Overarching all these man-made imponderables lies the biggest unknown of all: How much rain and snow will fall in the catchment areas of the hydro lakes which we still rely on for the lion's share of our electricity.

In the context of a changing climate, how reliable a guide can the past be to the future? In light of this concatenation of uncertainties, how sure can we consumers be that timely and efficient investment will occur and the lights stay on?

Can the market model cope?

Given a chance, yes, say Evans and Meade.

"That new generation in the 1990s was at a level commensurate with that of the preceding two pre-reform decades should offer reassurance that the market has not, in fact, failed but delivered much in the face of great challenges."

True, there is no one party responsible for ensuring demand is met when supply is scarce. But why should there be? Should all demand be met when supply is scarce?

Demand for electricity is not all equally critical or valuable to the consumer, they argue.

The only reason voluntary savings campaigns are needed during dry-year winter crises is that many consumers, including residential ones, are insulated from wholesale prices by fixed-price contracts. If those prices don't move to ration a scarce resource, other means are required.

Power crises were not unknown before the reforms and typically required involuntary measures like blackouts to deal with them. Since the reforms, blackouts have been avoided as impending shortages have been signalled months in advance through rising wholesale prices, giving those most exposed fair warning and an incentive to seek supply contracts that reflect their tolerance for supply and price risk.

The greater danger, Evans and Meade argue, lies in the prevailing trend towards recentralisation of the sector and a retreat from reliance on market mechanisms.

Tom Hutchins: Nationhood a gradual process

Maori academic Danny Keenan claims that Maori participation in two World Wars saw "their own demise as a nation".

He spreads the myth that Maori were indeed a nation. In any accepted meaning of the term "nation", they were not a nation.

Their tribes had no central controlling political structure or power, they shared no common territory, and had no shared name for the territory they occupied in these islands.

Each tribe had its own fiercely defended territory.

They were often at war over territory and women ("the causes of war are land and women" was a common saying), and there was no commonly recognised higher authority which could be called "national" in pre-European times.

That a nation in any meaningful sense did not exist is shown by the fact that more than 520 separate chiefs had to sign the Treaty of Waitangi - no one chief could sign for anyone else but his own iwi or hapu.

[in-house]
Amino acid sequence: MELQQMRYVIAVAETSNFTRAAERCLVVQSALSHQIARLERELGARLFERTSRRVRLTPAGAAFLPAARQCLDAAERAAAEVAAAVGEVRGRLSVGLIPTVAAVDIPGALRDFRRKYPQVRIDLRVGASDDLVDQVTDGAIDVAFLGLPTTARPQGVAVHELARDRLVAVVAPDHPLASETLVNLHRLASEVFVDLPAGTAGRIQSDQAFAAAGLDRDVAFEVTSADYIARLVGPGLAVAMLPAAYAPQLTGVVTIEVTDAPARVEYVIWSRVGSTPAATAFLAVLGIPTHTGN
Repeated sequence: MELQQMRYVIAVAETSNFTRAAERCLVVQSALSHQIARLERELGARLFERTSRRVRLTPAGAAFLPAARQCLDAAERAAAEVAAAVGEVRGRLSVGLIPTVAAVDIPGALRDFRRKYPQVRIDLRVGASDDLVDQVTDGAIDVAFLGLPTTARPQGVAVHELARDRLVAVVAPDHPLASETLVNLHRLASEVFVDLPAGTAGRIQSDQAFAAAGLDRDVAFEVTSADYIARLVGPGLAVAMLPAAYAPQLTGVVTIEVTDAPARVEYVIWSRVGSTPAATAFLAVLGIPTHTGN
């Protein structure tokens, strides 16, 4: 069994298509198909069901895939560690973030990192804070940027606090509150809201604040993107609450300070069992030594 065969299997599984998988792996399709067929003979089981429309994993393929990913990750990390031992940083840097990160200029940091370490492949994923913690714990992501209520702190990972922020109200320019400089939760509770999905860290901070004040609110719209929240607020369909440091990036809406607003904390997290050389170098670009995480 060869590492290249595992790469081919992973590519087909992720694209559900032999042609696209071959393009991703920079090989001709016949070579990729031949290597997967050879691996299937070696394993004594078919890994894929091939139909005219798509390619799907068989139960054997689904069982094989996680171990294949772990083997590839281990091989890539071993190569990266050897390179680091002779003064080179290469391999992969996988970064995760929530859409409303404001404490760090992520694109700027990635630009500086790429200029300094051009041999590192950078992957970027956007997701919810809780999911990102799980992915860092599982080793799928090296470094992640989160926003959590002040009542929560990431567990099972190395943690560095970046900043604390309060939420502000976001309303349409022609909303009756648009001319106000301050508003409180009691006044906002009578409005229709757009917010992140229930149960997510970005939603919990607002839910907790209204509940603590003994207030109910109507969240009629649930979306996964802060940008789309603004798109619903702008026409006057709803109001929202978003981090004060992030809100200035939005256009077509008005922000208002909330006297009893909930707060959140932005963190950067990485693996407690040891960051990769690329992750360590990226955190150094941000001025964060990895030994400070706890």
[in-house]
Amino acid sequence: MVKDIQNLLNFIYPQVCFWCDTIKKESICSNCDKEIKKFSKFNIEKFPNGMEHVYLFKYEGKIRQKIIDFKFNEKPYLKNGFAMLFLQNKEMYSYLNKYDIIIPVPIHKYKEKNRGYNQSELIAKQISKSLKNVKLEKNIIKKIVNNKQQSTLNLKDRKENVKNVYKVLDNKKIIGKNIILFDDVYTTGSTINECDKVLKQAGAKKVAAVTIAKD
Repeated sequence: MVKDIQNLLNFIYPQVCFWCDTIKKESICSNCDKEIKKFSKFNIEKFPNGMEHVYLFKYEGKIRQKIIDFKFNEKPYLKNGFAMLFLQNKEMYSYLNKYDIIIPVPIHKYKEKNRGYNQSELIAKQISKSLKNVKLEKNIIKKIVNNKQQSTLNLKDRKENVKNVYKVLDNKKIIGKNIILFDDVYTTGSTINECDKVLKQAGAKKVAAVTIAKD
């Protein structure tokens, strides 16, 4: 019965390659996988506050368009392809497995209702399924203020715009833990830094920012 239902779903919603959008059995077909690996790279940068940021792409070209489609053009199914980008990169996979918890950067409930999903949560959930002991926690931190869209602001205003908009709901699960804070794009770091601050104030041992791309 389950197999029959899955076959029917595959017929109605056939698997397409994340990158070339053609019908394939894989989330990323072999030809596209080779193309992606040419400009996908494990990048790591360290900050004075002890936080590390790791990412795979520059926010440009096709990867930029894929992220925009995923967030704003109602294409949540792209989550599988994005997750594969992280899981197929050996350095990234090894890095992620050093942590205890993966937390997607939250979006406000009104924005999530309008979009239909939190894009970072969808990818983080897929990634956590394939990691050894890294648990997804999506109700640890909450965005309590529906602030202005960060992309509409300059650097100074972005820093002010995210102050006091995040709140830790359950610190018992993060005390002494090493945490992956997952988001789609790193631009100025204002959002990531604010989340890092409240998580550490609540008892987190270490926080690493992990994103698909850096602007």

The Crown signed, not with just "One Equal Partner", as often wrongly claimed by activists.

It signed, over several weeks, with several hundred independent tribal groups.

Legally, each tribe had one partner, the Crown. The Crown had about 528 partners.

Maori political structure before European settlement was a form of local government with strictly limited and often aggressively fought-over local areas. There wasn't even a single accepted name for these islands.

It is a myth, propagated by Maori and uncritical Pakeha academics, bureaucrats, churchmen and teachers, that Aotearoa is the original and authentic Maori name for New Zealand.

Why does it not appear in the 1840 Treaty of Waitangi, and the 1835 Declaration of the Confederated Tribes signed by a few Northern tribes?

Both documents use Niu Tireni, the Maori transliteration of New Zealand - because there was no overall single Maori name for this land. Aotearoa is a fairly recent, trendy adoption almost unknown when the Treaty was signed.

In his seminal work, The Coming of the Maori, Sir Peter Buck has only one reference to Aotearoa - as the arrival point for the Tokomaru canoe. But he has 38 references to Hawaiiki.

He makes no claim to Aotearoa being the accepted traditional name for our land.

It was adopted by early romantically minded European ethnologists, and was given false sanction by the School Journal in 1916, its original meaning Land of the Long Twilight being candied over into Land of the Long White Cloud.

Most Pacific islands have white clouds over them - what impressed the Polynesians coming to these southerly latitudes were the long twilights.

As for "forging a nation" in the land wars, Danny Keenan forgets that, although some large and important tribes took armed resistance, they were not joined by a big majority of tribes who had signed the Treaty.

The real beginnings of forging a new nation are in Article Three of the Treaty of Waitangi.

It is often ignored by Maori activists, for obvious reasons. It states that Maori are given all the same rights and privileges, duties and obligations as the people of England - that is, by accepting the Treaty they became subjects of the British Crown. Those "nga tikanga katoa" (a strongly normative concept of prescribed and proscribed behaviours) soon developed into political representation and participation in our evolving democratic system, as a means of achieving final corrections for injustices of colonial times, and for sharing in a New Zealand nationhood that brings increasing satisfaction to our varied population and a sense of valued identity internationally.

* Tom Hutchins is a retired university teacher.

Darcy Jones: Maori fervent to fight at Gallipoli

Some of the assertions of Dr Danny Keenan cannot be allowed to pass unchallenged. He writes: "In 1914, Maori were initially recruited for garrison duties. But, after the losses at Gallipoli, when New Zealand 'came of age', Maori were recruited for combat."

Is Professor Keenan implying that only when the New Zealand authorities realised what a dangerous business this war was did they begin recruiting Maori for combat?

In fact the opposite is true, as a fairly cursory reading of The Maoris in the Great War would show.